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December 17, 2002
First Test: Zimbabwe v New Zealand, at Bulawayo Athletic Club; 1, 2, 3, 4, 5 November 1992. NEW ZEALAND 325/3 dec (M J Greatbatch 87, R T Latham 119, A H Jones 67*) and 222/5 dec (M J Greatbatch 88; M P Jarvis 3/38). ZIMBABWE 219 (A Flower 81; D N Patel 6/113) and 197/1 (K J Arnott 101*). Match drawn.
The inaugural Test tour of Zimbabwe by India was immediately followed with a tour by New Zealand, who played two Tests and two one-day internationals, double the Indian ration. It was a strange mix of a tour, beginning in Bulawayo with a one-day international followed by a Test match, and then moving up to Harare for another Test match with a one-day international sandwiched in the middle of it. For the purpose of this series, we will look at the Test matches first and then return to the one-day internationals.
The Bulawayo Test match was very disappointing. The major Bulawayo ground, Queens Sports Club, had not been used for international matches for years and was standing almost derelict, while Matabeleland hosted matches at Bulawayo Athletic Club, a smaller, pleasant ground but without the facilities required of an international venue. It was only to be expected that Zimbabwe, starting out in Test cricket, did not yet have the money to develop their sporting arenas, but New Zealand captain Martin Crowe did not seem to realize this.
Crowe had recently taken over the captaincy of a New Zealand side that had probably been second only to the great West Indies team for much of the eighties, but now most of their top players had retired in quick succession, leaving Crowe with a young, inexperienced side that was struggling to hold its own. Reading of how Zimbabwe had dominated India in the Inaugural Test only days before his team arrived probably scared him with the thought that his side could go the same way, and even lose. This might in part explain his attitude on the tour, which left unpleasant memories for many who had to deal with him. This was in sharp contrast to the Indians, whose sporting attitude was well remembered.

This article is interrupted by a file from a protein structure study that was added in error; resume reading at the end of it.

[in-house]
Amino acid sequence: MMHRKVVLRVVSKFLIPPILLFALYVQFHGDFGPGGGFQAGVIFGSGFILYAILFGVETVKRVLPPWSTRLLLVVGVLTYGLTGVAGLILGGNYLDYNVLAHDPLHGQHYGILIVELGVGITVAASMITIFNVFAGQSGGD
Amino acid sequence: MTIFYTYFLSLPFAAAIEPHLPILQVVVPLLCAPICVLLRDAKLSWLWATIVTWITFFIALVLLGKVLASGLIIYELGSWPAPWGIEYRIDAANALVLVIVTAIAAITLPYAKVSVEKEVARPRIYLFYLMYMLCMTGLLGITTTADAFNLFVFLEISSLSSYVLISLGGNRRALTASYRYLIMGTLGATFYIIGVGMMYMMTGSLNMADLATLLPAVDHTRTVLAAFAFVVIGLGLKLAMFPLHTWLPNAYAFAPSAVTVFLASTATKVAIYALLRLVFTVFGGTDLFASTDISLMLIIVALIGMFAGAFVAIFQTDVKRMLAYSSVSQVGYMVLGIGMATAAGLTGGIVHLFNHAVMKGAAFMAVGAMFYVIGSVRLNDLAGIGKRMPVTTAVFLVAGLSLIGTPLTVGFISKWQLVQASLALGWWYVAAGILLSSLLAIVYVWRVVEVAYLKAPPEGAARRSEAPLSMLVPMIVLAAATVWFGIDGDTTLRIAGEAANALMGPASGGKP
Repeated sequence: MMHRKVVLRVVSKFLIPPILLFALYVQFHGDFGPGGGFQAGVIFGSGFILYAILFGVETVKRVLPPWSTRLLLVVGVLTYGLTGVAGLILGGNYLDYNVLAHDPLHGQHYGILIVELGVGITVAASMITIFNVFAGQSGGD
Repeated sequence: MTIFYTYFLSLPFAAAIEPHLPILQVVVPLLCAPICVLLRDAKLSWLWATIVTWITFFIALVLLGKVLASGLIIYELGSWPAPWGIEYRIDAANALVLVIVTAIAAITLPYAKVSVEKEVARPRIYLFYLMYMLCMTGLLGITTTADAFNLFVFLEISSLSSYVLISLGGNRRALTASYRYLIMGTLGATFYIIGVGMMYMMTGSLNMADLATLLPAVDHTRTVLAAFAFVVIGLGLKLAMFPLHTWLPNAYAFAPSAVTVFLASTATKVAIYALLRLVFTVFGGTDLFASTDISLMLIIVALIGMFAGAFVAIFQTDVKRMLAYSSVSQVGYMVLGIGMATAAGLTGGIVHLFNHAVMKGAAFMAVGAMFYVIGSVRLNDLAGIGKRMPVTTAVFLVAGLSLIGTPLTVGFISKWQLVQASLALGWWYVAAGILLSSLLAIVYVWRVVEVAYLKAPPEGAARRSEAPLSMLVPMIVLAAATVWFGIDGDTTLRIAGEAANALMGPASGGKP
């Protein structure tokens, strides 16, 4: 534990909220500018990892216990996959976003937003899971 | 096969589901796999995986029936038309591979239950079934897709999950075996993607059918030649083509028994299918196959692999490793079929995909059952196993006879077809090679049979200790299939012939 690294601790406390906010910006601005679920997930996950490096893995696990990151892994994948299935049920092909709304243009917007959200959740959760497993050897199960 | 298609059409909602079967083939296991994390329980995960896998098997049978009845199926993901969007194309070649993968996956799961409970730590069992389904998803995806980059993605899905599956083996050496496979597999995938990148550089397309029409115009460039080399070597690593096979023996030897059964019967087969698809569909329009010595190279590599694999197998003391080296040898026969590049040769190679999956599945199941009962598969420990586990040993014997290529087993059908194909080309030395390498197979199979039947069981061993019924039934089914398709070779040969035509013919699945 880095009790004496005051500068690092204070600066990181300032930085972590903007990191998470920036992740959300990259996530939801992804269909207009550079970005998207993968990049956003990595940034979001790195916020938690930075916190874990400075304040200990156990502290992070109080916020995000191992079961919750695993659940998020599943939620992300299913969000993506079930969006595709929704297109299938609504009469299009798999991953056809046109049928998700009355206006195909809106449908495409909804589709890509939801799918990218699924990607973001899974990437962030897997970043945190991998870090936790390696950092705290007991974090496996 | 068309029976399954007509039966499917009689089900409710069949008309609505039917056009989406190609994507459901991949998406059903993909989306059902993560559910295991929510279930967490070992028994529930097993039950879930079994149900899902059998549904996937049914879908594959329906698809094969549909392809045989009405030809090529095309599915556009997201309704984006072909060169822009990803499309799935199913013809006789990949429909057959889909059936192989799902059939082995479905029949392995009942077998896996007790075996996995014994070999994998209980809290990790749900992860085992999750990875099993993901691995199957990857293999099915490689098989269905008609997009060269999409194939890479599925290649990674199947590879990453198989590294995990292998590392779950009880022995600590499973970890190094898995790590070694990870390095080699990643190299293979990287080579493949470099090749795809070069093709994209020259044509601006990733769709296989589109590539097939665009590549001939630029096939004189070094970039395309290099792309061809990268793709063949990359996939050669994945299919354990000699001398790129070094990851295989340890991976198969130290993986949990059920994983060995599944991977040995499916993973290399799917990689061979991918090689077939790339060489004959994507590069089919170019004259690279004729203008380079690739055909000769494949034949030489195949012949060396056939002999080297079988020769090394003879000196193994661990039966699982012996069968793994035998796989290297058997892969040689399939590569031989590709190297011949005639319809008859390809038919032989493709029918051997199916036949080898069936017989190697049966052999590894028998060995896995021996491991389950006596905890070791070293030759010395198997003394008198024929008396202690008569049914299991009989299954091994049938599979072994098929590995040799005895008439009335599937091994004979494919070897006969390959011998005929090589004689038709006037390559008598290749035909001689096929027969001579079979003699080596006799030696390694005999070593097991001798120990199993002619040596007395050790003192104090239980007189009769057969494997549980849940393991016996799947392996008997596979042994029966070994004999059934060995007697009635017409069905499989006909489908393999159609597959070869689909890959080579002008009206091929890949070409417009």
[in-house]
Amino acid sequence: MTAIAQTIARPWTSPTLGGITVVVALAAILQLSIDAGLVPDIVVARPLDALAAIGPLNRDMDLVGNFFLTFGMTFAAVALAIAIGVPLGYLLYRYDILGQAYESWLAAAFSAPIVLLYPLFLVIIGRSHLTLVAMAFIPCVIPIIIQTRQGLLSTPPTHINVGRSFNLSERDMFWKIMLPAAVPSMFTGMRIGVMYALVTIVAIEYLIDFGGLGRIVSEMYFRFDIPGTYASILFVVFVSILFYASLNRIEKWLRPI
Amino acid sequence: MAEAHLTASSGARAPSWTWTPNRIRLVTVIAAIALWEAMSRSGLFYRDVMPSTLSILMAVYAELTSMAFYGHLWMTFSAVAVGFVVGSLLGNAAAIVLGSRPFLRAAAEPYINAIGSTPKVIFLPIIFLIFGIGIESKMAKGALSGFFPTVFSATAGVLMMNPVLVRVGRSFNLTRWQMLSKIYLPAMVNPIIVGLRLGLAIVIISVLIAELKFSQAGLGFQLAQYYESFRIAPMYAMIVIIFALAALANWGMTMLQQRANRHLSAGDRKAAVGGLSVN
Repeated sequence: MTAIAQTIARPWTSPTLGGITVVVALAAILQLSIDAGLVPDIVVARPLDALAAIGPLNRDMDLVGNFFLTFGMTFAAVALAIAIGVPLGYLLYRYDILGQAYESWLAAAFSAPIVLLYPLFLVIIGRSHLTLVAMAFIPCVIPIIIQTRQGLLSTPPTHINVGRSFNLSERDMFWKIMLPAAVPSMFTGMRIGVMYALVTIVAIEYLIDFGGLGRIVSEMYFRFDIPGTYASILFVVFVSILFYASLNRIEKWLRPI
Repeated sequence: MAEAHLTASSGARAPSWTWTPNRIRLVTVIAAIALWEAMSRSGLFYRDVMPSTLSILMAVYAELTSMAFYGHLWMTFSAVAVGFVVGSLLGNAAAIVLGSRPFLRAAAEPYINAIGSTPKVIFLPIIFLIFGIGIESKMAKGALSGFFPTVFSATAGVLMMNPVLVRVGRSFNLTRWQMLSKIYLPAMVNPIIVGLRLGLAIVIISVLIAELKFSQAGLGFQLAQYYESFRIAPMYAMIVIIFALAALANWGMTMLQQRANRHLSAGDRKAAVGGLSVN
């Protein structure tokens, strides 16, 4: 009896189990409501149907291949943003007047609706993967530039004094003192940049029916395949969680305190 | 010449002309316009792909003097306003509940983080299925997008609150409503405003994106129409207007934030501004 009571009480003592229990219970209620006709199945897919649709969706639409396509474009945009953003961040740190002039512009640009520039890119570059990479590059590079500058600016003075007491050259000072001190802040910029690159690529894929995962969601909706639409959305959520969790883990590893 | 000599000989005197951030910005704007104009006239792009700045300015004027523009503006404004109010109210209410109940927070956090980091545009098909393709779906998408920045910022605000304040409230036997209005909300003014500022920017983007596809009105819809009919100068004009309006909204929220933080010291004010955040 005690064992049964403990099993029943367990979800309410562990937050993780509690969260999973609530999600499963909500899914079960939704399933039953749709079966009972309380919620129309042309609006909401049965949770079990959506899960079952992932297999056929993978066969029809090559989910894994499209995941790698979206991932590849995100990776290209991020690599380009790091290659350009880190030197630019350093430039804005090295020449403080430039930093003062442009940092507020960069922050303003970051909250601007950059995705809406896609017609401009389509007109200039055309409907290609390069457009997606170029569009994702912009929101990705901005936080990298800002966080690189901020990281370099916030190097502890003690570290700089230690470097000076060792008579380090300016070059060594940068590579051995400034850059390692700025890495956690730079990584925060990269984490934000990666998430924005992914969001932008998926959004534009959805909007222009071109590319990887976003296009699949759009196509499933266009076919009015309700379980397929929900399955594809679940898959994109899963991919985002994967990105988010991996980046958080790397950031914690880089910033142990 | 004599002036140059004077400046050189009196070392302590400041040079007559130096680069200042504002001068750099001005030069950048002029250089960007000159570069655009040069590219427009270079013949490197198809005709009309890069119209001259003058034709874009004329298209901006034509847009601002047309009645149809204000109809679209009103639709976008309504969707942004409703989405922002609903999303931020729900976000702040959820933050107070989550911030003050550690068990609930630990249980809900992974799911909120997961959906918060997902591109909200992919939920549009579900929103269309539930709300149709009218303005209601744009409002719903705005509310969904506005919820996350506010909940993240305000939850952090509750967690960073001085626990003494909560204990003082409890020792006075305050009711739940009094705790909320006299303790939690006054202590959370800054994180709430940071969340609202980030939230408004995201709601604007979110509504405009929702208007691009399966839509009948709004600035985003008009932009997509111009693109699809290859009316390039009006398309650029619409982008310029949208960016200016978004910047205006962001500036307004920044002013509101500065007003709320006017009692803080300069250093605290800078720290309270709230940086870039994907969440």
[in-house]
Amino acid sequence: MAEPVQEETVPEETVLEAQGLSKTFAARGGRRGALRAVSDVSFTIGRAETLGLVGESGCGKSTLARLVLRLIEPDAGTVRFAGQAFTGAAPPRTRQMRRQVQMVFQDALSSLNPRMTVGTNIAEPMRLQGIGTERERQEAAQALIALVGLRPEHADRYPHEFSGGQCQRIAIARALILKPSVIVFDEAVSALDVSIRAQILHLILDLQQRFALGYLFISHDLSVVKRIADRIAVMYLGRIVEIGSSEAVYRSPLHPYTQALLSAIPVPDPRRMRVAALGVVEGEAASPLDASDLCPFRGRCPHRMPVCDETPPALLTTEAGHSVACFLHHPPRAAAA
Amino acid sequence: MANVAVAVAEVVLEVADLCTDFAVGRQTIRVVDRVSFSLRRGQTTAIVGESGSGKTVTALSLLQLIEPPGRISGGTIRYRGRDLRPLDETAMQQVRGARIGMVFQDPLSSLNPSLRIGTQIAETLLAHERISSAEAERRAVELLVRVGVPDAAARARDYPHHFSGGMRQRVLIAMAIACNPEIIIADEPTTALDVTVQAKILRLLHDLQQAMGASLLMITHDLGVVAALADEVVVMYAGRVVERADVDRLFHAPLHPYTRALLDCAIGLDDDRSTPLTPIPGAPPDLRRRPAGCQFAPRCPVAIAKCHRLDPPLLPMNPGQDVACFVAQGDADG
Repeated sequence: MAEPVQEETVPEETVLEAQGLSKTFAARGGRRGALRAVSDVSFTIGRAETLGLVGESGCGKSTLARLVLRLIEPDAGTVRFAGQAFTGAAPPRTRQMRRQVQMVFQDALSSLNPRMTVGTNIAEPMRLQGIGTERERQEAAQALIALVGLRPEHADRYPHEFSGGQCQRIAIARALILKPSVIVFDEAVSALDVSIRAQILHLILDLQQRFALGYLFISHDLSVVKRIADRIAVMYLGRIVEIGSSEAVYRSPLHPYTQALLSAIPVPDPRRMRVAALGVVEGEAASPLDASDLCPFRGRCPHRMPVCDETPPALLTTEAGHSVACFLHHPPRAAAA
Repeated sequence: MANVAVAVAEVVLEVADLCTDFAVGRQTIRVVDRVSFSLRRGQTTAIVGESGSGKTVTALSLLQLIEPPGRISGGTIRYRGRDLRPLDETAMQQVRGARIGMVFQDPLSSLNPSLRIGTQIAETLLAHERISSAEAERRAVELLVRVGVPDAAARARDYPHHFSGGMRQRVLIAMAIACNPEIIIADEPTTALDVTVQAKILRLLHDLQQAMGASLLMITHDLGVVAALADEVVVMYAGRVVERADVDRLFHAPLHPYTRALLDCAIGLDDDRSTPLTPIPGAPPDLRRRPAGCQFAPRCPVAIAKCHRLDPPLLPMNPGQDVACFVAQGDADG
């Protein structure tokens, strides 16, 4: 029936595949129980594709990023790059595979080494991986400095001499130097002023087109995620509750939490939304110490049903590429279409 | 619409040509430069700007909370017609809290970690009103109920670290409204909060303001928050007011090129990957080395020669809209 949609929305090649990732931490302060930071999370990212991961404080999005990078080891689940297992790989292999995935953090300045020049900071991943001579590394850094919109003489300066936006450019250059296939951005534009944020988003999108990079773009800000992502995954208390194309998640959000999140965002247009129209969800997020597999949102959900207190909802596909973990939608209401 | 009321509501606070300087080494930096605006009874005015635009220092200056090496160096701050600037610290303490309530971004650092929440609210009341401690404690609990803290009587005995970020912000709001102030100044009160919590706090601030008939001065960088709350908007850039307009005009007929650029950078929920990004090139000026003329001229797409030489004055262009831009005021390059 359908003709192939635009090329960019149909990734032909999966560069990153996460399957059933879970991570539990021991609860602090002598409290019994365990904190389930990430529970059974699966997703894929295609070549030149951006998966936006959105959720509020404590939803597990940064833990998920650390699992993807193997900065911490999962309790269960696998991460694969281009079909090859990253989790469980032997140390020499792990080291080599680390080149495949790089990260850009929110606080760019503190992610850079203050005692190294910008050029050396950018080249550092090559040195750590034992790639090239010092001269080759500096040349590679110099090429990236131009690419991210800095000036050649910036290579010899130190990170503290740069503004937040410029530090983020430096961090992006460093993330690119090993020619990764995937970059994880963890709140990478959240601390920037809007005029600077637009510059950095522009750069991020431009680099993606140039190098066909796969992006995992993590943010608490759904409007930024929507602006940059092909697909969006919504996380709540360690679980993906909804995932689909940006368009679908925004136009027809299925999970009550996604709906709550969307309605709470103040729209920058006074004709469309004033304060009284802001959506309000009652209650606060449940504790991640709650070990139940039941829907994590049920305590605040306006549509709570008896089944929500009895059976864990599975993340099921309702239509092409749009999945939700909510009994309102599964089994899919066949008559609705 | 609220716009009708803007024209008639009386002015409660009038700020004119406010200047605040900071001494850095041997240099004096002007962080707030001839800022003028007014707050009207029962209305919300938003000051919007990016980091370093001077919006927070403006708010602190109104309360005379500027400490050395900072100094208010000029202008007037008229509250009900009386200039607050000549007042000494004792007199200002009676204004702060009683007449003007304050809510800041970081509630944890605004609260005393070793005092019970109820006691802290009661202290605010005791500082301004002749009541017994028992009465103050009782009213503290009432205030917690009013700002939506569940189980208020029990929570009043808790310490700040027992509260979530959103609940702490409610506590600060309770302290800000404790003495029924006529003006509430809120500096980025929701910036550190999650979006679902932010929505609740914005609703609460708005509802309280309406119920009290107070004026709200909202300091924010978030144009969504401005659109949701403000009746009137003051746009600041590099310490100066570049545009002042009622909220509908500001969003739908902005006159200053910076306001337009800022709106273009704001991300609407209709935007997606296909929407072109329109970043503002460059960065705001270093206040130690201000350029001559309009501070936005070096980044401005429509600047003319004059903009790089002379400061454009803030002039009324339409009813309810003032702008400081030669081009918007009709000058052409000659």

It was ironic that the first serious rains in Bulawayo for many months should arrive just before the Test match - although many put it down to the presence of the renowned rain-making umpire Dickie Bird, who was standing in his 49th Test match, a new record. The covers proved totally inadequate and ten hours of play were lost overall, most of it on the first three days.
Dave Houghton: "We had a few days of brilliant sunshine when it was actually too wet to play cricket. That was a shame, because it ruined that Test match. It was a drawn affair, and we only played three days' cricket in the end. They played most of the cricket, although we did do some good things. It added a bit of bitterness between the sides because Martin Crowe was forever trying to encourage us to play positive cricket and make games of it."
Andy Pycroft: "Ali Shah came into that Test match; he should have been in the first one but was injured. Our attack consisted of `Jarvie', who was pretty military-medium but did swing it; Burmie, again no pace; Ali Shah, Gary Crocker, and a hell of a lot was left to Traics. But they bowled a better line and length than a lot of our bowlers do today; that says something. They bowled to a plan, which sounds negative, but if you don't have strike bowlers of note you bowl a width outside off stump and you stay there forever, and our guys did that, even when they were getting slogged. So that was a tidy performance."